Professional baseball . . . in Pekin?

Here’s a chance to read again one of our old Local History Room columns, first published in January 2014 before the launch of this blog . . .

Professional baseball . . . in Pekin?

By Jared Olar
Library assistant

With the return of spring comes another season of America’s pastime, baseball. For about 150 years, a trip to the ball park has been a summertime tradition. Fans in our area can drive to Chicago or St. Louis to catch a major league game, or can make a quick trip to Peoria for a minor league pro ball.

A century ago, however, residents of Pekin didn’t even have to leave town to watch a professional baseball game, because Pekin had its own minor league team, the Celestials. An exhaustive and colorful history of the Celestials was compiled by Gerald R. Sea in his master’s thesis, “The History of Professional Baseball and Professional Baseball Players from Pekin, Illinois,” which is part of the Pekin Public Library’s Local History Room collection.

Sea prepared his thesis in 1972 while pursuing a master of science degree in physical education at Western Illinois University, and one of his main sources was none other than Walter “Spider” Diehl, outfielder with the Pekin Celestials all three years of its existence.


“Although close to ninety years old,” Sea writes, “Walter ‘Spider’ Diehl, vividly remembered those bygone days with fond memories. As he recalled, ‘Playing pro ball in the early 1900’s was great fun.’ ‘Spider’ could still recall the fun of playing on the road and going to the ball park from the hotel in a ‘hack’. He, as most other ball players of that period, lived in the ‘bachelor flats’ over the present Coachlite Restaurant at Fourth and Elizabeth Streets. Their favorite pastimes when not playing ball was sitting on the courthouse benches and talking to girls or playing pool at the Saratoga Billiard Parlor. . . .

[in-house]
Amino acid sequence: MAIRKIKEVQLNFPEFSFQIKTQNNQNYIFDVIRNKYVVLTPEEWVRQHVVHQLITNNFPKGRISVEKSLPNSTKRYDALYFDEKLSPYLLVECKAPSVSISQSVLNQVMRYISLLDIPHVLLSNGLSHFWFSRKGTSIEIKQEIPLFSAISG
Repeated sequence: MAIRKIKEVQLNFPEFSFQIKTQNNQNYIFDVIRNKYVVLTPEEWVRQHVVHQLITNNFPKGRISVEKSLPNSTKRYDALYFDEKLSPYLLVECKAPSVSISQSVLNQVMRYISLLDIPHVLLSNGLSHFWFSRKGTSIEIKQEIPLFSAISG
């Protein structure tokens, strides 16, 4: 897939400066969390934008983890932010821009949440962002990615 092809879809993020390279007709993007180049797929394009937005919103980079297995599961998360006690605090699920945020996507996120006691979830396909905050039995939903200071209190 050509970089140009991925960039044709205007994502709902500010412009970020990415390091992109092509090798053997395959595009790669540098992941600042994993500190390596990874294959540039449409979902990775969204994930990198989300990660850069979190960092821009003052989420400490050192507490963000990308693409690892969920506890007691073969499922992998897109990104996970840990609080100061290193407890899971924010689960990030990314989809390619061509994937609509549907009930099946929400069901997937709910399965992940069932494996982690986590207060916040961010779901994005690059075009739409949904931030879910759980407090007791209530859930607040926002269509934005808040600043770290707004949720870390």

“One of the funniest stories ‘Spider’ told was of a pitcher whose name he could not remember, who was released by Peoria because he could not leave the ‘booze’ alone. Pekin solved the problem when they signed him because they would have him locked in jail each night before he was supposed to pitch, so that he would be sober the next day.”

“At the early part of the (20th) century, baseball was essentially a small town game,” Sea explains. “During this era, nearly every town in Illinois had a semi-professional baseball team,” and Pekin was no exception. Sea decided to write the history of the Celestials simply because, as he wrote, “Although there was ample research compiled on almost all other phases of Pekin’s history, there was very little information available concerning the years 1909-1912, when Pekin had its own professional team, the Celestials.”


The Celestials belonged to the Illinois-Missouri League, or the I.-M. League. Many Celestials players also played in the “Three Eye” League, that is, the Illinois-Indiana-Iowa League. For most of its existence (1901-1961), the Three-Eye was a Class B loop, the highest level of “low” minor leagues.

Some Pekin Celestials players went on to play in the major leagues. Among them were outfielder Cecil Coombs of Decatur, first baseman Clarence “Cy” Forsythe of St. Louis, first base, and pitcher Joe Jenkins of Danville. Coombs joined the Chicago White Sox in 1914, Cy Forsythe played with St. Louis’s Federal League team in 1915, and Jenkins was with John McGraw’s New York Giants for a short time during the 1911 and 1914 seasons without appearing in a game. Jenkins was called “the Arkansas Traveler” because he would tour the South playing semi-pro baseball each winter. “Joe never could win when his dad came from Danville to watch him pitch,” recalled “Spider” Diehl.

Three other Celestials players advanced to the big leagues: Bill Hopper in 1910, and Martin A. McGaffigan and Jimmy Bluejacket in 1911. “Probably no pitcher that ever played for Pekin had more talent than the Cherokee Indian, James Smith, or as he preferred to be called, Jimmy Bluejacket,“ Diehl told Sea.

Another member of the Celestials was Red Edwards, also known as “Chief” Edwards, who, according to Diehl, “was half-Indian and was probably the most hated and feared player in the league. He would always sit on the bench before the game filing his spikes so they would be razor sharp.”

After the Celestials folded in 1912, a few of its members decided to put down roots in Pekin. “Jimmy Bluejacket, ‘Spider’ Diehl, Joe Jenkins, and Al O’Hern, all married Pekin girls,” Sea writes. “Bluejacket, Diehl, and Jenkins, later made Pekin their permanent home. Red Williams, a utility infielder from 1909 to 1911, bought a saloon and resided here until he was killed in an automobile accident at Henry, Illinois.”

#baseball, #gerald-sea, #pekin-celestials, #pekin-history, #spider-diehl